11th March 1967: Celtic v Queen’s Park Scottish Cup – Part One
The Morning After the Night Before
Like a good boy, after all the euphoria and hysteria inside – and outside – Celtic Park, I eventually made my way home, had a wee celebration with my family plus a couple of uncles who lived nearby and hit the pillow just about midnight.
Both matches against the Slavs had been tough affairs and I could feel the body had taken a bit of a pounding. Still, I had no reason to think that a night’s sleep would not do the trick.
However, when I woke the following morning, thanks to the alarm clock that was my Mum, it was still aching all over. “Let’s get it over with” I thought to myself, swung my legs over the side of the bed and stood up! What a pain shot through my ankle and I just dropped to the floor with a thud, causing my Mum to come running back up the stairs again.
I sat down on the bed and had a look at the ankle causing the problem. I had gone through problems with this ankle the previous season, first of all damaging the lateral ligament in a Scottish Cup tie against Dundee and then having similar problems on the medial side against Hearts in the next round.
This time it seemed to be on the outside again and touching that area was a no go, so I had a quick wash, got dressed and called for a taxi to get me to Celtic Park, as driving was out in the meantime.
While this was all happening in my house, Celtic fans all over Scotland could read the papers with some satisfaction, as their team made most of the headlines;
Billy’s Priceless Winner
Celts Could Take the Cup
That latter headline was a reference to the fact that Celtic were now in the semi-finals and anything could happen from now on. The teams already in the semi-finals were Celtic, Dukla Prague and Inter Milan, with the tie between C.S.K.A. Sofia and Linfield still to be decided.
Another paper mentioned the money that Celtic were now receiving for their efforts;
‘For a start it put at least another £25,000 straight into the Celtic bank – that is the reward that awaits Celtic in the semi-finals no matter who they meet.
That is but the start of the pay-off for one of the greatest victories in Celtic history. No matter if they lose in the next round, Celtic are now a world name and not merely a team of continental fame, in football.
Another headline caught the eye;
Stein Makes His Choice
When asked who he wanted his team to face, Jock Stein was very positive “Linfield or C.S.K.A. Sofia; let’s keep Inter Milan for the final”
When I got into training, I was immediately on the trainer’s couch and Bob had a good look and then, more problematically for me, had a good feel as well. The problem was on the outside and was swollen and very tender to touch. I got some heat treatment first, then some ice on it and that the combination of the two carried on for some time.
Then Doc Fitzsimmons arrived and assessed the damage. Much to my relief he told as all that he did not think it was ligament damage but severe bruising and should ease off within a few days. In the meantime, I was to get the same treatment as often as possible and then as the pressure eased, I was to start walking…..everywhere!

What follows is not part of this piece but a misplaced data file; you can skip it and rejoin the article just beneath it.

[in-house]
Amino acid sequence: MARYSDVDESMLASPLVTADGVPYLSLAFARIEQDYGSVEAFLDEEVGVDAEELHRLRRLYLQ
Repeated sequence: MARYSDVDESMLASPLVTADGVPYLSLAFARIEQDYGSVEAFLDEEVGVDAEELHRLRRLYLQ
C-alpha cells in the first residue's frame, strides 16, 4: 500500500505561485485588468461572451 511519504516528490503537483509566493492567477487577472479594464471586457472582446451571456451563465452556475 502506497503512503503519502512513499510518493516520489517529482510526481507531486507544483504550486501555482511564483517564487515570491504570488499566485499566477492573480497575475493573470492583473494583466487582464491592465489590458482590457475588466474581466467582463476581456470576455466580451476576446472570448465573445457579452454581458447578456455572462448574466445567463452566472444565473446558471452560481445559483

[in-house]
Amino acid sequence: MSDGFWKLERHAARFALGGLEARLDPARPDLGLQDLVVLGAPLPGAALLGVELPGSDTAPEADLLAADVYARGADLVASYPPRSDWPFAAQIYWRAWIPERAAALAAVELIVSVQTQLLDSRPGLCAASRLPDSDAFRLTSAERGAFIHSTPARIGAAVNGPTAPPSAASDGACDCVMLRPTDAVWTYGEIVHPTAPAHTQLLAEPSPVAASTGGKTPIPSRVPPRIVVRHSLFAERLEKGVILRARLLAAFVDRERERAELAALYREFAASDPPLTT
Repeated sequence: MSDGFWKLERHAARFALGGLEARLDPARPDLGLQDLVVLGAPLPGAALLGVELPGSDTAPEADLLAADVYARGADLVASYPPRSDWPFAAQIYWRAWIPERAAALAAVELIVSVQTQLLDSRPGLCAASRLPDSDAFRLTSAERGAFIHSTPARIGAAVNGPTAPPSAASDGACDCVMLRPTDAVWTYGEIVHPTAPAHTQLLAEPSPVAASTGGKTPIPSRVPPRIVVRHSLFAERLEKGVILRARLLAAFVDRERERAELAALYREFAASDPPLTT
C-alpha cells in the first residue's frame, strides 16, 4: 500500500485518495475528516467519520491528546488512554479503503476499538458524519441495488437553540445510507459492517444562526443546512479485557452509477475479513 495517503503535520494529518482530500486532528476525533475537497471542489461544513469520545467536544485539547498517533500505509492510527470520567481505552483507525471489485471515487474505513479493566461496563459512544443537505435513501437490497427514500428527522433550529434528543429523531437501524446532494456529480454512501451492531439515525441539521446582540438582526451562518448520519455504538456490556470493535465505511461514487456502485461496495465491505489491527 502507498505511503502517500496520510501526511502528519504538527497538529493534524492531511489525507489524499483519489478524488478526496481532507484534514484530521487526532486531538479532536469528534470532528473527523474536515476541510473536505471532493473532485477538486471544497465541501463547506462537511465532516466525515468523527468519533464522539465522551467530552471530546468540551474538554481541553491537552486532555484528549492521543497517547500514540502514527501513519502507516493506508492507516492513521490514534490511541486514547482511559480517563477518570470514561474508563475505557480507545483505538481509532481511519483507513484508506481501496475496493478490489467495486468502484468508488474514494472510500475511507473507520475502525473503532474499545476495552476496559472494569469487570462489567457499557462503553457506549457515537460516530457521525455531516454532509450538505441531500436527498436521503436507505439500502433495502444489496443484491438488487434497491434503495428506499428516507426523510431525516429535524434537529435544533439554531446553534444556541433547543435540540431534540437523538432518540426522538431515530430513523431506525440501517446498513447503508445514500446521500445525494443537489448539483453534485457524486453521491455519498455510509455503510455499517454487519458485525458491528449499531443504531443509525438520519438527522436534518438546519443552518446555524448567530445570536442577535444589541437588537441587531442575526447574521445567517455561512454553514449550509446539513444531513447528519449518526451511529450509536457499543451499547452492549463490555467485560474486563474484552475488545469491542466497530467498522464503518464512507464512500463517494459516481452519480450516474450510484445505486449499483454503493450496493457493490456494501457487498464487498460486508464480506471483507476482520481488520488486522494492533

The latter word was said with a smile on his lips but I knew that he meant it.
This was a big day for Joe McBride, who was heading into Killearn Hospital for an operation on the damaged knee. Joe was a very popular guy in the dressing-room and we were all behind him in his treatment and recovery.
As he and his troops headed back to Yogoslavia, Novi Sad manager Boskov was very gracious at Glasgow Airport –“Celtic were an excellent team last night. They must have a great chance of going on to win the tie”.
And I got a big headline all to myself;
Craig Doubtful For Celts
I would have said ‘very doubtful’. In fact, as I laboured my way from the dressing room to the treatment room that morning, it was quite clear to anyone watching that there was – as we say in Glasgow – ‘nae chance’ of me playing on the morra.
The worst area was right on the point of the ankle bone on the outside, just where your trousers rub against it, where you get accidentally touched by someone coming the other direction or where you bang it against some sticking-out something or other. When that happened, I really felt like lashing out but I settled for clenching my fists and grimacing!
In one of the evening papers, the Boss made his feelings on the match against Queen’s Park really clear;
No Let Up by Celts
“On Wednesday evening, it was the European Cup. Tomorrow, it is the Scottish Cup. The two trophies will be treated the same – and so will the opponents”.
Blame the Wife
Spanish seaman Senor Manuel Cobas Fandino (40) was shocked when he returned to his house and found that his wife had thrown out his savings.
Senor Fandino last week brought home £950 from Switzerland and put the money between the pages of a book.
While he was out, his wife cleaned the house, taking about 30 old books out of a cupboard and putting them out for the salvage men to take away – including the book with the money.
Police have found children with some of the books but not the book with the money in it.
Out with the old and in with the new
British Railways in Scotland is on the threshold of a £30m resignalling scheme.
Within the next 10 years the hundreds of signal boxes dotted throughout the system will be closed and their work will be done by about a dozen master signal boxes similar to the one at Glasgow Central Station.
Not a good night for Labour
The massive by-election protest vote against Harold Wilson and his Cabinet shocked Labour today.
The morale-boosting Conservative victory in Pollok and the dramatic slump in the Labour vote in Nuneaton and Rhondda West will be taken by the Tories – and reluctantly by Labour – as a clear demonstration against the Government less than a year after their sensational General Election victory.